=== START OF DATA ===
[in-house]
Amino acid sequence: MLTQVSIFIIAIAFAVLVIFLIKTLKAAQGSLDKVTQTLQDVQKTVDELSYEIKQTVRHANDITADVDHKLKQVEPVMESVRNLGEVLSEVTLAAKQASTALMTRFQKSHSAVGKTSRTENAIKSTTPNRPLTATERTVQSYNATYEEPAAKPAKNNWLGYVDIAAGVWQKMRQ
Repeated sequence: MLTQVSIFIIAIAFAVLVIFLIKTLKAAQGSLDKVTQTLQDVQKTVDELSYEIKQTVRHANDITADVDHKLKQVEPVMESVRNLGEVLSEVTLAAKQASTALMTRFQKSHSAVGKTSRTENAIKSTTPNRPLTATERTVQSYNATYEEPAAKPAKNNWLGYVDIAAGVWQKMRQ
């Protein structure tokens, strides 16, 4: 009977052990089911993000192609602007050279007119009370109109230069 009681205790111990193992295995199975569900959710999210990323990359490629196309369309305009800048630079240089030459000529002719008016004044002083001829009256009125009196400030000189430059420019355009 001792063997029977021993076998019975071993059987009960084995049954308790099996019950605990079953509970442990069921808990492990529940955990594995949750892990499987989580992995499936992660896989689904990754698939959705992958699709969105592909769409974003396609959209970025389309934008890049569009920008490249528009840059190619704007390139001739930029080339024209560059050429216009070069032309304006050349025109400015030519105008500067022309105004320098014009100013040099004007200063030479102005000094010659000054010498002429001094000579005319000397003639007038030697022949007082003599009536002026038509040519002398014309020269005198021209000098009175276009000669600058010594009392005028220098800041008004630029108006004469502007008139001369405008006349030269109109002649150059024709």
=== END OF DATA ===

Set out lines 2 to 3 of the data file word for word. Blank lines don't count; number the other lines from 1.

Amino acid sequence: MLTQVSIFIIAIAFAVLVIFLIKTLKAAQGSLDKVTQTLQDVQKTVDELSYEIKQTVRHANDITADVDHKLKQVEPVMESVRNLGEVLSEVTLAAKQASTALMTRFQKSHSAVGKTSRTENAIKSTTPNRPLTATERTVQSYNATYEEPAAKPAKNNWLGYVDIAAGVWQKMRQ
Repeated sequence: MLTQVSIFIIAIAFAVLVIFLIKTLKAAQGSLDKVTQTLQDVQKTVDELSYEIKQTVRHANDITADVDHKLKQVEPVMESVRNLGEVLSEVTLAAKQASTALMTRFQKSHSAVGKTSRTENAIKSTTPNRPLTATERTVQSYNATYEEPAAKPAKNNWLGYVDIAAGVWQKMRQ